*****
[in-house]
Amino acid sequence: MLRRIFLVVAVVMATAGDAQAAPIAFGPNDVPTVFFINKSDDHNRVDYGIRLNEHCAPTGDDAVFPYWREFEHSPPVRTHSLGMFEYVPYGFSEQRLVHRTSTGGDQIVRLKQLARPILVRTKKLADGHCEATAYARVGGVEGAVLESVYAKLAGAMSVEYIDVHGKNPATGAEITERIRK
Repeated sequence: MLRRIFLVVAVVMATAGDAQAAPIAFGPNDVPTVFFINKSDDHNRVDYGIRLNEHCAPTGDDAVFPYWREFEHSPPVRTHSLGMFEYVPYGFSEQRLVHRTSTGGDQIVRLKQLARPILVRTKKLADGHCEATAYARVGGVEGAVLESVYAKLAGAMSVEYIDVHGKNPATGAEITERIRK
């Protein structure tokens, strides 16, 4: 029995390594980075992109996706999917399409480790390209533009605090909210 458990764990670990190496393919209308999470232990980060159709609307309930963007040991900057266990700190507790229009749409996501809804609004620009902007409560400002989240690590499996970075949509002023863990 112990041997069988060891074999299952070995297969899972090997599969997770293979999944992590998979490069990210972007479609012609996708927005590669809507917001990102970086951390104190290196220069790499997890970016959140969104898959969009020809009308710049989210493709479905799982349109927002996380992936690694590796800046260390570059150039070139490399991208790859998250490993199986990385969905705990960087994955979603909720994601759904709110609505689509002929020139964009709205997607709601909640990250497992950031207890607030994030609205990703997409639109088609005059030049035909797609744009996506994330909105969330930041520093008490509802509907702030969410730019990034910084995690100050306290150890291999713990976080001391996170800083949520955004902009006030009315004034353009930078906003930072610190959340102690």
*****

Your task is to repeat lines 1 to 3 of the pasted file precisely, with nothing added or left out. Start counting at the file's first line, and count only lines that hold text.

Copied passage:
[in-house]
Amino acid sequence: MLRRIFLVVAVVMATAGDAQAAPIAFGPNDVPTVFFINKSDDHNRVDYGIRLNEHCAPTGDDAVFPYWREFEHSPPVRTHSLGMFEYVPYGFSEQRLVHRTSTGGDQIVRLKQLARPILVRTKKLADGHCEATAYARVGGVEGAVLESVYAKLAGAMSVEYIDVHGKNPATGAEITERIRK
Repeated sequence: MLRRIFLVVAVVMATAGDAQAAPIAFGPNDVPTVFFINKSDDHNRVDYGIRLNEHCAPTGDDAVFPYWREFEHSPPVRTHSLGMFEYVPYGFSEQRLVHRTSTGGDQIVRLKQLARPILVRTKKLADGHCEATAYARVGGVEGAVLESVYAKLAGAMSVEYIDVHGKNPATGAEITERIRK